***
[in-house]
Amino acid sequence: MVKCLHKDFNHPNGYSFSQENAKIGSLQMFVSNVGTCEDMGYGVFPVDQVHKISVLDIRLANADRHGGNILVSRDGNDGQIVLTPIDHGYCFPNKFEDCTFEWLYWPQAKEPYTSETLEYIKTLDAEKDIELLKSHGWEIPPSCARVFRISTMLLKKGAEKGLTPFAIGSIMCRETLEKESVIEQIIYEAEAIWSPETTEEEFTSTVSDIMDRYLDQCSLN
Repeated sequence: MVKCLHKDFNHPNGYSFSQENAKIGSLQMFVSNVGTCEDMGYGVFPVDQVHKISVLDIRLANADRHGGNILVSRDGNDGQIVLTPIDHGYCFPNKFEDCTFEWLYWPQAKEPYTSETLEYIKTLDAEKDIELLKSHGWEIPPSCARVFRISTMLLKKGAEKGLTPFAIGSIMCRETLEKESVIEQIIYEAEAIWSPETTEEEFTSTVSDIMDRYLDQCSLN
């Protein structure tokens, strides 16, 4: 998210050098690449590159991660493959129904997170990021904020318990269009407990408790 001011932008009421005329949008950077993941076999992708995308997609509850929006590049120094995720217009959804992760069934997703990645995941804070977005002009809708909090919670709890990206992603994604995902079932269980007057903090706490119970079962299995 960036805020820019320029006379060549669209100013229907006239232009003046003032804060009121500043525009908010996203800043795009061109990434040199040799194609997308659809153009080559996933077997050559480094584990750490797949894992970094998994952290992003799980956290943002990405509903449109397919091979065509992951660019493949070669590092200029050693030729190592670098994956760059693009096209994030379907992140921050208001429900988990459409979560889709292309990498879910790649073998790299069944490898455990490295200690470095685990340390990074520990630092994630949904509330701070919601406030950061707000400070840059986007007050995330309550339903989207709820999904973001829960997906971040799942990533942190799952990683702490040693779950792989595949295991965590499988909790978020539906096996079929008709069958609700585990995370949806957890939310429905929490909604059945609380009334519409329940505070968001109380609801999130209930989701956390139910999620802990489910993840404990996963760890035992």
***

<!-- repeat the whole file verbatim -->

[in-house]
Amino acid sequence: MVKCLHKDFNHPNGYSFSQENAKIGSLQMFVSNVGTCEDMGYGVFPVDQVHKISVLDIRLANADRHGGNILVSRDGNDGQIVLTPIDHGYCFPNKFEDCTFEWLYWPQAKEPYTSETLEYIKTLDAEKDIELLKSHGWEIPPSCARVFRISTMLLKKGAEKGLTPFAIGSIMCRETLEKESVIEQIIYEAEAIWSPETTEEEFTSTVSDIMDRYLDQCSLN
Repeated sequence: MVKCLHKDFNHPNGYSFSQENAKIGSLQMFVSNVGTCEDMGYGVFPVDQVHKISVLDIRLANADRHGGNILVSRDGNDGQIVLTPIDHGYCFPNKFEDCTFEWLYWPQAKEPYTSETLEYIKTLDAEKDIELLKSHGWEIPPSCARVFRISTMLLKKGAEKGLTPFAIGSIMCRETLEKESVIEQIIYEAEAIWSPETTEEEFTSTVSDIMDRYLDQCSLN
């Protein structure tokens, strides 16, 4: 998210050098690449590159991660493959129904997170990021904020318990269009407990408790 001011932008009421005329949008950077993941076999992708995308997609509850929006590049120094995720217009959804992760069934997703990645995941804070977005002009809708909090919670709890990206992603994604995902079932269980007057903090706490119970079962299995 960036805020820019320029006379060549669209100013229907006239232009003046003032804060009121500043525009908010996203800043795009061109990434040199040799194609997308659809153009080559996933077997050559480094584990750490797949894992970094998994952290992003799980956290943002990405509903449109397919091979065509992951660019493949070669590092200029050693030729190592670098994956760059693009096209994030379907992140921050208001429900988990459409979560889709292309990498879910790649073998790299069944490898455990490295200690470095685990340390990074520990630092994630949904509330701070919601406030950061707000400070840059986007007050995330309550339903989207709820999904973001829960997906971040799942990533942190799952990683702490040693779950792989595949295991965590499988909790978020539906096996079929008709069958609700585990995370949806957890939310429905929490909604059945609380009334519409329940505070968001109380609801999130209930989701956390139910999620802990489910993840404990996963760890035992």